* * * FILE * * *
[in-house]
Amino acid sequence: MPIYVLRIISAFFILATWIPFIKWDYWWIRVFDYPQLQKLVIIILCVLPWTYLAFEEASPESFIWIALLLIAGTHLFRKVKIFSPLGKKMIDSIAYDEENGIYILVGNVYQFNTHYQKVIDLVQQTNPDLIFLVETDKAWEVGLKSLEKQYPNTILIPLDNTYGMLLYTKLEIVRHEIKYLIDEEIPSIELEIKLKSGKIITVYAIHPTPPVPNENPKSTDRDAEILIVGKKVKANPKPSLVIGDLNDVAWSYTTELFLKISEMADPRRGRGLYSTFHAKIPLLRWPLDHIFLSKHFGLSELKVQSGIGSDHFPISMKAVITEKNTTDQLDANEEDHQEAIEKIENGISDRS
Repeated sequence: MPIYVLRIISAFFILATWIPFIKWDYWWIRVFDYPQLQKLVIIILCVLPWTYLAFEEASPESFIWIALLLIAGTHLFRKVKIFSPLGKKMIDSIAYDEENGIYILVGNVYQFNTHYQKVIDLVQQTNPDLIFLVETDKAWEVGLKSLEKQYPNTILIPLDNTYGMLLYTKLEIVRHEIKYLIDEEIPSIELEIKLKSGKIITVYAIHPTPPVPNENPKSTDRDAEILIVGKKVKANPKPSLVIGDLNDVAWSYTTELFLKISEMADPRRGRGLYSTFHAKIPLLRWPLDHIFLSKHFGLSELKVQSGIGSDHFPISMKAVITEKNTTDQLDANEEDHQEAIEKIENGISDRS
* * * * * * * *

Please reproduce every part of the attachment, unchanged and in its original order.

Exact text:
[in-house]
Amino acid sequence: MPIYVLRIISAFFILATWIPFIKWDYWWIRVFDYPQLQKLVIIILCVLPWTYLAFEEASPESFIWIALLLIAGTHLFRKVKIFSPLGKKMIDSIAYDEENGIYILVGNVYQFNTHYQKVIDLVQQTNPDLIFLVETDKAWEVGLKSLEKQYPNTILIPLDNTYGMLLYTKLEIVRHEIKYLIDEEIPSIELEIKLKSGKIITVYAIHPTPPVPNENPKSTDRDAEILIVGKKVKANPKPSLVIGDLNDVAWSYTTELFLKISEMADPRRGRGLYSTFHAKIPLLRWPLDHIFLSKHFGLSELKVQSGIGSDHFPISMKAVITEKNTTDQLDANEEDHQEAIEKIENGISDRS
Repeated sequence: MPIYVLRIISAFFILATWIPFIKWDYWWIRVFDYPQLQKLVIIILCVLPWTYLAFEEASPESFIWIALLLIAGTHLFRKVKIFSPLGKKMIDSIAYDEENGIYILVGNVYQFNTHYQKVIDLVQQTNPDLIFLVETDKAWEVGLKSLEKQYPNTILIPLDNTYGMLLYTKLEIVRHEIKYLIDEEIPSIELEIKLKSGKIITVYAIHPTPPVPNENPKSTDRDAEILIVGKKVKANPKPSLVIGDLNDVAWSYTTELFLKISEMADPRRGRGLYSTFHAKIPLLRWPLDHIFLSKHFGLSELKVQSGIGSDHFPISMKAVITEKNTTDQLDANEEDHQEAIEKIENGISDRS